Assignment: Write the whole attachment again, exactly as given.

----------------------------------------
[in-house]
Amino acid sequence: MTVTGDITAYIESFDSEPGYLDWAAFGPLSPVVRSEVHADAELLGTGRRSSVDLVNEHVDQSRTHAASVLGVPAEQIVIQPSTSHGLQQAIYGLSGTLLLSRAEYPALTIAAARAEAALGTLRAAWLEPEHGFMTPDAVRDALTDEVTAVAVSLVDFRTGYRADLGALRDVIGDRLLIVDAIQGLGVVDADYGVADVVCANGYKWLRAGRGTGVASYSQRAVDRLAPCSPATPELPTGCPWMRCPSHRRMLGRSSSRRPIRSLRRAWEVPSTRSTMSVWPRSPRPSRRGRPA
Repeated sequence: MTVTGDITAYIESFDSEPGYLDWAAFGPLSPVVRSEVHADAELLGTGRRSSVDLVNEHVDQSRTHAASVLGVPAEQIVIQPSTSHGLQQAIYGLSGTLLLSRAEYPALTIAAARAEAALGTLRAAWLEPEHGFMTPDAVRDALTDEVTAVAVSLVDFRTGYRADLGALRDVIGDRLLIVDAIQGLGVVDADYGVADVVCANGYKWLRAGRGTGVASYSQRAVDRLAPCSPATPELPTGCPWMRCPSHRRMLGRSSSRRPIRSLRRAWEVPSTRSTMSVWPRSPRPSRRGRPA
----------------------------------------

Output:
[in-house]
Amino acid sequence: MTVTGDITAYIESFDSEPGYLDWAAFGPLSPVVRSEVHADAELLGTGRRSSVDLVNEHVDQSRTHAASVLGVPAEQIVIQPSTSHGLQQAIYGLSGTLLLSRAEYPALTIAAARAEAALGTLRAAWLEPEHGFMTPDAVRDALTDEVTAVAVSLVDFRTGYRADLGALRDVIGDRLLIVDAIQGLGVVDADYGVADVVCANGYKWLRAGRGTGVASYSQRAVDRLAPCSPATPELPTGCPWMRCPSHRRMLGRSSSRRPIRSLRRAWEVPSTRSTMSVWPRSPRPSRRGRPA
Repeated sequence: MTVTGDITAYIESFDSEPGYLDWAAFGPLSPVVRSEVHADAELLGTGRRSSVDLVNEHVDQSRTHAASVLGVPAEQIVIQPSTSHGLQQAIYGLSGTLLLSRAEYPALTIAAARAEAALGTLRAAWLEPEHGFMTPDAVRDALTDEVTAVAVSLVDFRTGYRADLGALRDVIGDRLLIVDAIQGLGVVDADYGVADVVCANGYKWLRAGRGTGVASYSQRAVDRLAPCSPATPELPTGCPWMRCPSHRRMLGRSSSRRPIRSLRRAWEVPSTRSTMSVWPRSPRPSRRGRPA